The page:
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The brain case consists of eight bones. These include the paired parietal and temporal bones, plus the unpaired frontal, occipital, sphenoid, and ethmoid bones.

Parietal bone

The parietal bone    forms most of the upper lateral side of the skull (see [link] ). These are paired bones, with the right and left parietal bones joining together at the top of the skull. Each parietal bone is also bounded anteriorly by the frontal bone, inferiorly by the temporal bone, and posteriorly by the occipital bone.

Temporal bone

The temporal bone    forms the lower lateral side of the skull (see [link] ). Common wisdom has it that the temporal bone (temporal = “time”) is so named because this area of the head (the temple) is where hair typically first turns gray, indicating the passage of time.

The temporal bone is subdivided into several regions ( [link] ). The flattened, upper portion is the squamous portion of the temporal bone. Below this area and projecting anteriorly is the zygomatic process of the temporal bone, which forms the posterior portion of the zygomatic arch. Posteriorly is the mastoid portion of the temporal bone. Projecting inferiorly from this region is a large prominence, the mastoid process    , which serves as a muscle attachment site. The mastoid process can easily be felt on the side of the head just behind your earlobe. On the interior of the skull, the petrous portion of each temporal bone forms the prominent, diagonally oriented petrous ridge    in the floor of the cranial cavity. Located inside each petrous ridge are small cavities that house the structures of the middle and inner ears.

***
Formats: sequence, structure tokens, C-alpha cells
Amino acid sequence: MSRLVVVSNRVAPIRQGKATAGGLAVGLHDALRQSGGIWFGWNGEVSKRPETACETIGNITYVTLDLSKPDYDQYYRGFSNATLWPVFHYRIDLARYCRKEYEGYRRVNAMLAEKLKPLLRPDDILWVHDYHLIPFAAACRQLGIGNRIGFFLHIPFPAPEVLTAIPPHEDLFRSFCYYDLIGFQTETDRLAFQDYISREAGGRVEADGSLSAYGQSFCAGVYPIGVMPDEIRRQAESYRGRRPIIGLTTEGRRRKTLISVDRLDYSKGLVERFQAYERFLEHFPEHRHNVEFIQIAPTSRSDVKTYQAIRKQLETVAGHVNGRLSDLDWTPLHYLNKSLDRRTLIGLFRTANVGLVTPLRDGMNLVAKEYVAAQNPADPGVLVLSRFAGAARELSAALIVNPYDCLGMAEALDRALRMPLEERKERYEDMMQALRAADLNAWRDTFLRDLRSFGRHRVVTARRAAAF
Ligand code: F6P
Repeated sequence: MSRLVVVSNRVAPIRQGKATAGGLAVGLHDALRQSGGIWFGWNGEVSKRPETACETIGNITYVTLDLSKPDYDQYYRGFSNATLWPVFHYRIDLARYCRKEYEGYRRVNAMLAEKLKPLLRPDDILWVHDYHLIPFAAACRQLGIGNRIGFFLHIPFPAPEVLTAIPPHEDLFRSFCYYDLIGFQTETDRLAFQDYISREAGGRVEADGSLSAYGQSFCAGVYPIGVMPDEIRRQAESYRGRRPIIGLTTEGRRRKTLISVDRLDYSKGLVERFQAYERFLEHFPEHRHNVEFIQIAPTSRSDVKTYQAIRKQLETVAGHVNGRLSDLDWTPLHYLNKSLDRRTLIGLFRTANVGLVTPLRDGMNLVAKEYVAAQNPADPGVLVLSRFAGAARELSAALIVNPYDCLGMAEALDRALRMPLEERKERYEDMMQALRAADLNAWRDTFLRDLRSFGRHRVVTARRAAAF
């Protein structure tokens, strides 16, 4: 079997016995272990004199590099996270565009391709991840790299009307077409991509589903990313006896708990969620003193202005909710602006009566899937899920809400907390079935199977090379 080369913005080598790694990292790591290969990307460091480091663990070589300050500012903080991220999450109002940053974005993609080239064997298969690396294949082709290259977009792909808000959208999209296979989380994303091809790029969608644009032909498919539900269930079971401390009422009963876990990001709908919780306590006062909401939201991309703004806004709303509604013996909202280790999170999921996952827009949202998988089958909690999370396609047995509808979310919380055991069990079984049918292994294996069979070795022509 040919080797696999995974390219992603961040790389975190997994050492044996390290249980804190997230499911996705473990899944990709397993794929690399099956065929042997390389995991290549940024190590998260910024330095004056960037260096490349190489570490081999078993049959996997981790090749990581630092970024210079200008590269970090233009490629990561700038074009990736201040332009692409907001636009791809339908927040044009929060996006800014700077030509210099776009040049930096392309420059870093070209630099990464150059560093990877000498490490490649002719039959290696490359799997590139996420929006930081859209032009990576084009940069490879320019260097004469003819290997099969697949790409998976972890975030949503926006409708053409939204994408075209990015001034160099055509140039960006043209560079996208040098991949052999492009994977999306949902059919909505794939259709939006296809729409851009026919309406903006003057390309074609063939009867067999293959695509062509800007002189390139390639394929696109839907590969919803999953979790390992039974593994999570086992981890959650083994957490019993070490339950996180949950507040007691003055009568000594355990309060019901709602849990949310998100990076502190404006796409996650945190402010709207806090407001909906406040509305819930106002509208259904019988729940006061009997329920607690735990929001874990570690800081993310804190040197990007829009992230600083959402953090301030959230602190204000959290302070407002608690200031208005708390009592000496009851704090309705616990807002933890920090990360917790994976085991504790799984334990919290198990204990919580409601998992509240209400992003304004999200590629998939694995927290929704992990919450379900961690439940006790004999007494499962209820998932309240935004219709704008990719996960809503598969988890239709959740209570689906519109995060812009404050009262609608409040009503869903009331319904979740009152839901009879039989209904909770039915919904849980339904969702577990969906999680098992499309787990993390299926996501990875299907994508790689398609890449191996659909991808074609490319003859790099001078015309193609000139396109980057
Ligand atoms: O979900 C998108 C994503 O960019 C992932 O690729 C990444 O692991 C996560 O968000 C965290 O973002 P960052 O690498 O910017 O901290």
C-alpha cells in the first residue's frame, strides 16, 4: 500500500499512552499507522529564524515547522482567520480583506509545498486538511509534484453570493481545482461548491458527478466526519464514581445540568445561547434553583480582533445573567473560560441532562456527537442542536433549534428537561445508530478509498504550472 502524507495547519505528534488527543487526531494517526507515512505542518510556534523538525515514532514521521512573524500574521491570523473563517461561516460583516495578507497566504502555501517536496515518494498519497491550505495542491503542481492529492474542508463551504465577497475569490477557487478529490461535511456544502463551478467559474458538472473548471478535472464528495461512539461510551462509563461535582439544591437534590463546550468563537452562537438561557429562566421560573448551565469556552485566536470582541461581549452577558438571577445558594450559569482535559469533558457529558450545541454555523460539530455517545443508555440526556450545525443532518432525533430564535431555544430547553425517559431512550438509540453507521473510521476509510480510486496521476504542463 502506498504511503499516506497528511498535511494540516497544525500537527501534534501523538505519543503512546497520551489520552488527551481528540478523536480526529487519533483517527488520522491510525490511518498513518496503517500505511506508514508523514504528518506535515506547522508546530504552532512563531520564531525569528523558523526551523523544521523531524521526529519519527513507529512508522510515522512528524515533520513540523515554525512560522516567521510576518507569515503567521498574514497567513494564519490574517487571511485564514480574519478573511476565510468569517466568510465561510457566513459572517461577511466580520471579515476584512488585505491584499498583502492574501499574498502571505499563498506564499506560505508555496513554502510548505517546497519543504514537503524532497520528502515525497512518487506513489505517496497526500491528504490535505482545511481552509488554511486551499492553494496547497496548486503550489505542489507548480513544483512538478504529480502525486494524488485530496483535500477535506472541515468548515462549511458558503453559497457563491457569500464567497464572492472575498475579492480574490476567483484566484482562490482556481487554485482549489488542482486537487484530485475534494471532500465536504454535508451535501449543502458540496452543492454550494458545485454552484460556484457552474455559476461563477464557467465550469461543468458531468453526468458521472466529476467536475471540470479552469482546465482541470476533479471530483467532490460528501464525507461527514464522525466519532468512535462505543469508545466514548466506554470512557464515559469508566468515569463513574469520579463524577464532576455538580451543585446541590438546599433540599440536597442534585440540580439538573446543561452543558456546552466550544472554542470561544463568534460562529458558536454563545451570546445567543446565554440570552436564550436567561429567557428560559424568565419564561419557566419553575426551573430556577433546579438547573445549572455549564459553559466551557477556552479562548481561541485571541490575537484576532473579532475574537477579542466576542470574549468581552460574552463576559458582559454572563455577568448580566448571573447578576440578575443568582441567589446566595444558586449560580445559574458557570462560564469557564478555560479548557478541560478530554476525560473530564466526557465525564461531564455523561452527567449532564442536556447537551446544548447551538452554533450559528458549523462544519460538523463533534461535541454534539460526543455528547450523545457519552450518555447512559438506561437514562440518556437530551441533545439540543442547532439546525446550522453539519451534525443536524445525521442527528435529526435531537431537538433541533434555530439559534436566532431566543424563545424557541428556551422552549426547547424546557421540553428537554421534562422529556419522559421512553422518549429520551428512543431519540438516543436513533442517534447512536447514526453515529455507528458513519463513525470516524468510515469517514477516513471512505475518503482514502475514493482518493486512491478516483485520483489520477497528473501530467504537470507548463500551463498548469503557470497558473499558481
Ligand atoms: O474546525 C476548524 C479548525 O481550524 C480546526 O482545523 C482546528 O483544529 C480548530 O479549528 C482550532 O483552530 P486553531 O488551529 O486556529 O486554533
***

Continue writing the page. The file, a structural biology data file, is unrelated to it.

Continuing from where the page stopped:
Temporal bone

This image shows the location of the temporal bone. A small image of the skull on the top left shows the temporal bone highlighted in pink and a magnified view of this region then highlights the important parts of the temporal bone.
A lateral view of the isolated temporal bone shows the squamous, mastoid, and zygomatic portions of the temporal bone.

Important landmarks of the temporal bone, as shown in [link] , include the following:

  • External acoustic meatus (ear canal)—This is the large opening on the lateral side of the skull that is associated with the ear.
  • Internal acoustic meatus —This opening is located inside the cranial cavity, on the medial side of the petrous ridge. It connects to the middle and inner ear cavities of the temporal bone.
  • Mandibular fossa —This is the deep, oval-shaped depression located on the external base of the skull, just in front of the external acoustic meatus. The mandible (lower jaw) joins with the skull at this site as part of the temporomandibular joint, which allows for movements of the mandible during opening and closing of the mouth.
  • Articular tubercle —The smooth ridge located immediately anterior to the mandibular fossa. Both the articular tubercle and mandibular fossa contribute to the temporomandibular joint, the joint that provides for movements between the temporal bone of the skull and the mandible.
  • Styloid process —Posterior to the mandibular fossa on the external base of the skull is an elongated, downward bony projection called the styloid process, so named because of its resemblance to a stylus (a pen or writing tool). This structure serves as an attachment site for several small muscles and for a ligament that supports the hyoid bone of the neck. (See also [link] .)